Light vs Dark Roast Coffee - A case for longer shelf life

Coffee is science, math and equations, but ironically it’s often myth that dominates the cultural caffeinated conversations. One of the most pervasive myths I hear, and one I’ve attributed to be true for a long time myself, is that coffee is just as good as stale after 4 weeks off roast.

Fake news alert - that’s not always true.

Especially in the case of lightly roasted coffee, we may be throwing out coffees or turning them into cold brew at 4 weeks because we think they’re getting stale, when in fact they’re just starting to get great.

I spoke with roaster in residence at Canada’s Lüna Coffee, Nate Welland about this recently and he had some valuable insight. Alongside Canadian coffee legend Laura Perry, the two pride themselves on roasting coffees “light and bright”.

“Laura and I both have lots of experience tasting our coffee (and many other light roast coffees ie. Tim Wendelboe, Coffee Collective, La Cabra, etc.) 4 weeks plus off roast” Nate told me. “We have found that they’re all quite enjoyable for at least up to 8-10 weeks and likely for longer still. For our coffees we’ve found they’re enjoyable after a few days to a week off roast, but do significantly improve in flavour clarity after 3 weeks of resting.” 

Nate and Laura both believe that there’s an incredible amount of raw potential in the ingredient that coffee presents, and that their duty as roasters is not to impart their signature on it, but to let the coffee sing on its own. Not only does roasting more lightly allow for a cup with more clarity and nuance, but it also helps to lengthen the life span of the roasted beans.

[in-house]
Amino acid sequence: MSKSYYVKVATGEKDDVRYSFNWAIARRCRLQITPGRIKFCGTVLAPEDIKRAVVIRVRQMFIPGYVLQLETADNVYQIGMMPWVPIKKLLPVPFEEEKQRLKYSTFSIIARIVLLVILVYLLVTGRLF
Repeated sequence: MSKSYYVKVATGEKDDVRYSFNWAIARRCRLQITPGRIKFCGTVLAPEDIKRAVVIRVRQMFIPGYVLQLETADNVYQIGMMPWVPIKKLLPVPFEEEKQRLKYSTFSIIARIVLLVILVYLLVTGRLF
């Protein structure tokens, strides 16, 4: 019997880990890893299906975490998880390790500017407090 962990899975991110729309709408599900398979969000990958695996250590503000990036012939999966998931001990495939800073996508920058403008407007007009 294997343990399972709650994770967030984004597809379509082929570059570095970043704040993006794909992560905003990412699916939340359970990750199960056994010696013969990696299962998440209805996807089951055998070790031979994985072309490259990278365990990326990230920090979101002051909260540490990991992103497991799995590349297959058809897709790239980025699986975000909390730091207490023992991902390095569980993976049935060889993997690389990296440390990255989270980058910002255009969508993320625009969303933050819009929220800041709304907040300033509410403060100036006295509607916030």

“This is true mainly in lightly roasted coffee because there is less CO2 created in the process compared to dark roasting” Nate explains. “The CO2 that is produced takes much longer to dissipate allowing it to age more slowly. The initial resting time just allows some of the CO2 to dissipate and helps water penetrate the coffee and not get blocked by the degassing.”

The world renowned roasters at La Cabra in Denmark recently spoke to this as well in a blog post titled “We Should Be Resting Our Coffee”. Not only is La Cabra known for their exceptional quality, but as Nate noted earlier, their light roasting preference. They encourage drinkers of their coffees to allow for a generous resting period, suggesting that their espresso  peaks “after 30 days” and the ideal drinking time for filter is also after a month.

“The idea of using freshly roasted coffee is more or less dead to us” sounds sacrilege, but when it’s from the mouth of some of the leaders in specialty coffee you should only respond with yes and amen.

I’ve always thought there was a strong case for opting to roast coffees lighter than darker, and this just proves to bolster my suggestion. More clarity, longer life, and less waste? Sounds like a no brainer to me.

Not only that, but it’ll allow you to keep more of a variety on your bar at home. No longer is each bag on a 30 day mortal countdown, so you can shake a little bit of that anxiety off and enjoy your coffees a little longer. In some cases, it could be months longer.

“Our typical window for best results is some between 3-8 weeks. Recently I found an old bag of Juiceberry (Gatomboya, Kenya) with a roast date of Jan 1, 2019 and still thought it was tasting pretty good - maybe a little age showing but not significantly.”

Has this been your personal experience with lightly roasted coffees? I assume it’ll take a little bit of time to unlearn the narrative we’ve been told about coffees going stale, and to learn to approach coffees more than a month old with an open mind. Much like the roasting process itself, slowly but surely we’ll get there.

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